One weekend when I was a young girl, my parents took us camping on the Hat Six Road end of Casper Mountain. Not many people went camping up in that area, and it was pretty primitive. No picnic tables or restrooms, just roughing it. It was going to be a nice quiet weekend. No radio, no television, no camper or tent, just us and our station wagon.
When we first arrived, we laid out a blanket under a tree, with the intent of stretching out to read a book in the afternoon sunshine. As we laid there giggling and reading, we noticed a sweet little bird, who seemed very friendly. She chirped and chirped, and hopped around very near us. We were astonished. We had just never seen a more friendly bird. We must have watched her for 30 minutes, as she became more and more brave, coming closer and closer, until it finally dawned on us that she was not trying to be friendly, she was really quite upset. We began to look around to see what might be the problem, when we saw very near our blanket, on the ground, her nest. We were so close that we could have easily crushed her eggs. She wasn’t being friendly, but she was very brave. She was going to fight for the lives of her little ones in the works, no matter what it took, or what it cost her. Of course, we immediately moved our blanket to a different tree to allow her to have a happy reunion with her eggs.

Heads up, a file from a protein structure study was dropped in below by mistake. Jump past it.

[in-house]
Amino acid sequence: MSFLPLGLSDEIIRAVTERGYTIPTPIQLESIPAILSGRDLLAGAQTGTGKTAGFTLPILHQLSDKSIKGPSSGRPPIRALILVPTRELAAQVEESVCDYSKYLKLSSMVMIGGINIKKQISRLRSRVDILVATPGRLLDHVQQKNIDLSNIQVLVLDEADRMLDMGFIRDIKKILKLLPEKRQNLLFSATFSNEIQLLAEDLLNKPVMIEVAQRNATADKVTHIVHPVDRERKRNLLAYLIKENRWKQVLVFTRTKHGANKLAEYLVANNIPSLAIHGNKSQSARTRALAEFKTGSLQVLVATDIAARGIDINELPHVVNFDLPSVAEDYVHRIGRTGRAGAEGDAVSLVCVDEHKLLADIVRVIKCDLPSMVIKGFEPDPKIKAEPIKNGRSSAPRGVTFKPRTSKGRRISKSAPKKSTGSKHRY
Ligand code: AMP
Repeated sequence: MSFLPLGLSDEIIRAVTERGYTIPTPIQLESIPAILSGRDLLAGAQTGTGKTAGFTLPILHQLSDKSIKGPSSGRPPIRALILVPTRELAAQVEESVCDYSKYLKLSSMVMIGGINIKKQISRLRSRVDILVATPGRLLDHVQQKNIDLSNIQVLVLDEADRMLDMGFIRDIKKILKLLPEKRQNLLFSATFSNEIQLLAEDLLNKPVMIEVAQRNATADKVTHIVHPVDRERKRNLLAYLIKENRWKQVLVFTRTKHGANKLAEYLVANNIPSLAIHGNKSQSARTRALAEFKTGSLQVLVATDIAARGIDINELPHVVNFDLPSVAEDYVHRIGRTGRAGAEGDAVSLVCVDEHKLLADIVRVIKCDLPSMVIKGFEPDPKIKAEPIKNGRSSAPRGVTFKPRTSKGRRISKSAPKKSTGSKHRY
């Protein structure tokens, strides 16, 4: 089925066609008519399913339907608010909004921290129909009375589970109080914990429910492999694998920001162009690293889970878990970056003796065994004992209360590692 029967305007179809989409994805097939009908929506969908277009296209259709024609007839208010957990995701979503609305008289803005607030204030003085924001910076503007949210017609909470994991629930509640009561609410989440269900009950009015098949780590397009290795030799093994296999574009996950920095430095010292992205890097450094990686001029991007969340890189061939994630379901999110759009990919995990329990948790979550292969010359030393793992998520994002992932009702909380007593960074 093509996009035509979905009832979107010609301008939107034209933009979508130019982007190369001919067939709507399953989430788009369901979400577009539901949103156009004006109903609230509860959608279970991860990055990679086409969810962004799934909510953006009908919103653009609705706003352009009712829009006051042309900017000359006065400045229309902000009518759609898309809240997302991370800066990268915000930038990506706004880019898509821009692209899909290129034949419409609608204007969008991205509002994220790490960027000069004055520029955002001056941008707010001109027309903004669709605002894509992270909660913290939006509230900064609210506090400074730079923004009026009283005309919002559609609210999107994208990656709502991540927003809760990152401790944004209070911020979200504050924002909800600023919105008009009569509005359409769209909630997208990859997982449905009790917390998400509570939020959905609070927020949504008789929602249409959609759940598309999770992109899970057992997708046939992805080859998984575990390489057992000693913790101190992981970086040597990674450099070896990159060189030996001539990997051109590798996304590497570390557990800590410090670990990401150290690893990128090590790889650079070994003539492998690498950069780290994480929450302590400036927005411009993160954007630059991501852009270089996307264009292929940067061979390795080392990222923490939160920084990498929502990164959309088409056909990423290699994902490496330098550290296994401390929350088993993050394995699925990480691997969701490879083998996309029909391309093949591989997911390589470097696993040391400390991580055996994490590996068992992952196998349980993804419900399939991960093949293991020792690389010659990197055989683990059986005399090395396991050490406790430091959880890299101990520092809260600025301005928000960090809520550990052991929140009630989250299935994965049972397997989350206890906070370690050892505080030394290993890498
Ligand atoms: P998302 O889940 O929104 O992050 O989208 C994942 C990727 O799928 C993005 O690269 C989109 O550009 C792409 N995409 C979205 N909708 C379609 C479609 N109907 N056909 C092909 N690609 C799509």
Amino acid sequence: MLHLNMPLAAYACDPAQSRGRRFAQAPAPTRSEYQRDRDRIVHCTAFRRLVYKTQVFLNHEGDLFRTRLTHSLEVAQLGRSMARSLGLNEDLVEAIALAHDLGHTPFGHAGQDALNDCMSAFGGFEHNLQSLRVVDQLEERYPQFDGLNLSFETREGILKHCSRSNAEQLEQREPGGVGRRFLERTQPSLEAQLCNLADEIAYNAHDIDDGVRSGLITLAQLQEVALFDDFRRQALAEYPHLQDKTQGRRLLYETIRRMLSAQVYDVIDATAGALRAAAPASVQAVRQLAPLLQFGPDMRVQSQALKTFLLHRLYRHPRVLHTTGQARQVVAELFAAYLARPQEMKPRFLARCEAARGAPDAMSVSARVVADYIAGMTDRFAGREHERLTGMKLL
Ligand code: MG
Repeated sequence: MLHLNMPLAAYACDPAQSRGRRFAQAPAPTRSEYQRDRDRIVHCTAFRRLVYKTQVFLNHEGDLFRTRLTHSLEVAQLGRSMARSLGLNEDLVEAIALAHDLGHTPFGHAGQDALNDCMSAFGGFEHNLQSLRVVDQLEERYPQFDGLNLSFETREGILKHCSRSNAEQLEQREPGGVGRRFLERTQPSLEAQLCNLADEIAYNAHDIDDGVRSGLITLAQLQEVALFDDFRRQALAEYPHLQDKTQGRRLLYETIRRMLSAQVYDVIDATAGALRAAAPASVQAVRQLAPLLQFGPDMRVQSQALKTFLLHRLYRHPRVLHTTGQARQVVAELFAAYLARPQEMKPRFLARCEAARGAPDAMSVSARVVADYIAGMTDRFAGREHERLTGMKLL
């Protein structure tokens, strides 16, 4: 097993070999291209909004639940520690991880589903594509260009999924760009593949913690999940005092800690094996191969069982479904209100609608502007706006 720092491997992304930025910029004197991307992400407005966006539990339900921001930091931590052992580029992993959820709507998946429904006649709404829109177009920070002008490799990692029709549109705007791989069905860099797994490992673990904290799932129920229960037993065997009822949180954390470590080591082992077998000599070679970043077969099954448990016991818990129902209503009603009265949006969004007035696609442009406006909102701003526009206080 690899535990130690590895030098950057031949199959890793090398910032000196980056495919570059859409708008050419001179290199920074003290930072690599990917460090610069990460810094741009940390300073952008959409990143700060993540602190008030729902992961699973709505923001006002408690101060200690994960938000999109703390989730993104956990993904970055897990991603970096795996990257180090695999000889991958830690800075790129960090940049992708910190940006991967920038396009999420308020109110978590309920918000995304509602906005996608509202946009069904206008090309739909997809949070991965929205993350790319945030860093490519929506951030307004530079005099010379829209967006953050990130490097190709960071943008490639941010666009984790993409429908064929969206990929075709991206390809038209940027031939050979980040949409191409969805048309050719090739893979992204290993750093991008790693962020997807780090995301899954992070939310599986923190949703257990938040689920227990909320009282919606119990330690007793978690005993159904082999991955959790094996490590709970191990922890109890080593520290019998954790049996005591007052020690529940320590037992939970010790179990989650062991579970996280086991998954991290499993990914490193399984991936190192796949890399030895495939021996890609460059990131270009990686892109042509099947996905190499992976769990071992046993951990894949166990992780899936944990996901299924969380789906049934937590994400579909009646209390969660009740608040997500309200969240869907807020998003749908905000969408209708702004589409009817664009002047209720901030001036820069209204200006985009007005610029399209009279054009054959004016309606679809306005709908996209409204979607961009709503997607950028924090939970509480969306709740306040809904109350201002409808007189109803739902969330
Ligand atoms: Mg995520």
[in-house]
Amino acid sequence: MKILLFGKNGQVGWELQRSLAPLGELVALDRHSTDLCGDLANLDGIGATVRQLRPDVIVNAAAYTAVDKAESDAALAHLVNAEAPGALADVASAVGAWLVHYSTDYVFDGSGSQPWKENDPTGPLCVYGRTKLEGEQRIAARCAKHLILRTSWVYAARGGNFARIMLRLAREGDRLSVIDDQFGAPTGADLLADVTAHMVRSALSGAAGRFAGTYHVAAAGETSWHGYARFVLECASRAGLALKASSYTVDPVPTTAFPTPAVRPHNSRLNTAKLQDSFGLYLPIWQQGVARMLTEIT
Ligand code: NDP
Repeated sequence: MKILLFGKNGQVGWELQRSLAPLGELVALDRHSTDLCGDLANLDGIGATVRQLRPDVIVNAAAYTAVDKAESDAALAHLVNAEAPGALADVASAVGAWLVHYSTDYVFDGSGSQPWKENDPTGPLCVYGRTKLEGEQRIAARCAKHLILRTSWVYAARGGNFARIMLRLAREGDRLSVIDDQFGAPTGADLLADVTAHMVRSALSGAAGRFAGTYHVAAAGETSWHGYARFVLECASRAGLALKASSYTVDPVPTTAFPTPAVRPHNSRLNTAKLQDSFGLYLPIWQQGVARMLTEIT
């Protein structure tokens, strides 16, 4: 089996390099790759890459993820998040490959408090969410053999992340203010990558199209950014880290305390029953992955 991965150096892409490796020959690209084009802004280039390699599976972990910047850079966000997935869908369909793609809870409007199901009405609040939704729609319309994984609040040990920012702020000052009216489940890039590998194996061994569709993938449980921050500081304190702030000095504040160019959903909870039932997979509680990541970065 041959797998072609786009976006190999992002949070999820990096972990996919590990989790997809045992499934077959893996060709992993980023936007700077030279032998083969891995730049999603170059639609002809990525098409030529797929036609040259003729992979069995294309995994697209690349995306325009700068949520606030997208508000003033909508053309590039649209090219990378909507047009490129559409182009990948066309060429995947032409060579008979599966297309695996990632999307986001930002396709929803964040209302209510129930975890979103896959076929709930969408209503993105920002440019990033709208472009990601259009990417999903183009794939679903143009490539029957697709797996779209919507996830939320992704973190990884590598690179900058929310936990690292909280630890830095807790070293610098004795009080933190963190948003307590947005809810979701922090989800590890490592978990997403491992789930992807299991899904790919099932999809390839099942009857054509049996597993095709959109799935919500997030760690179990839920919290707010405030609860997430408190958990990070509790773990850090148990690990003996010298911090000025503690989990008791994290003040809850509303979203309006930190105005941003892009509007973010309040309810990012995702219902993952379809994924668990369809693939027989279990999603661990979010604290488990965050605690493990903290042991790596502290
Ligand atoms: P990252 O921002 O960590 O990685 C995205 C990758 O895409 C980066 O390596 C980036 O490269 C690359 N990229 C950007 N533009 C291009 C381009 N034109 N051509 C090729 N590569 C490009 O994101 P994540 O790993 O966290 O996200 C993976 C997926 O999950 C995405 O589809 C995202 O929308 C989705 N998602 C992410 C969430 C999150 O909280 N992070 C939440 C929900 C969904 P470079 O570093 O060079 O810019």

That was an amazing moment, but it would not prove to be the only special moment of that weekend trip. Very early the next morning, before the sun was up, a deer wandered through our camp. She wasn’t in a hurry. She just slowly made her way through the camp, oblivious to our presence, having her morning meal as she went, and after munching on the grass and flowers, she wandered on across the hillside.
That camping trip was so unusual in that we were the only people there, and it was an area where nature didn’t seem to be at odds with humanity. We felt a oneness with nature that I have never felt in quite the same way since that time. It was awe inspiring.
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